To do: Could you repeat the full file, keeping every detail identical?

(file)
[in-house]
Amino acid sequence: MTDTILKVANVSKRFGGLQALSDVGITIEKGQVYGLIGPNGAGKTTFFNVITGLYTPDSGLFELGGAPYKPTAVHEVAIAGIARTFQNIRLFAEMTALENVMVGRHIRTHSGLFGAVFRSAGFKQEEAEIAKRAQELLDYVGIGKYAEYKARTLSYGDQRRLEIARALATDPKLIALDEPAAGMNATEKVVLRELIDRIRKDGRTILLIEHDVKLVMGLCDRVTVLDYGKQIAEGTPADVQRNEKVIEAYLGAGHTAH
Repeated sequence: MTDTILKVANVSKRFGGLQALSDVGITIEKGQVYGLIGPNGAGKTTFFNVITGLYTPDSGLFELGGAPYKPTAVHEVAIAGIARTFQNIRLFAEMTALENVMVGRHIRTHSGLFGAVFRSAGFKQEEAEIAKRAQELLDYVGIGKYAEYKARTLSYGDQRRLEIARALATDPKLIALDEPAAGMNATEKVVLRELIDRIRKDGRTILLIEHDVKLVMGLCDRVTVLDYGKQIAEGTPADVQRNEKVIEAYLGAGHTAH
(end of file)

[in-house]
Amino acid sequence: MTDTILKVANVSKRFGGLQALSDVGITIEKGQVYGLIGPNGAGKTTFFNVITGLYTPDSGLFELGGAPYKPTAVHEVAIAGIARTFQNIRLFAEMTALENVMVGRHIRTHSGLFGAVFRSAGFKQEEAEIAKRAQELLDYVGIGKYAEYKARTLSYGDQRRLEIARALATDPKLIALDEPAAGMNATEKVVLRELIDRIRKDGRTILLIEHDVKLVMGLCDRVTVLDYGKQIAEGTPADVQRNEKVIEAYLGAGHTAH
Repeated sequence: MTDTILKVANVSKRFGGLQALSDVGITIEKGQVYGLIGPNGAGKTTFFNVITGLYTPDSGLFELGGAPYKPTAVHEVAIAGIARTFQNIRLFAEMTALENVMVGRHIRTHSGLFGAVFRSAGFKQEEAEIAKRAQELLDYVGIGKYAEYKARTLSYGDQRRLEIARALATDPKLIALDEPAAGMNATEKVVLRELIDRIRKDGRTILLIEHDVKLVMGLCDRVTVLDYGKQIAEGTPADVQRNEKVIEAYLGAGHTAH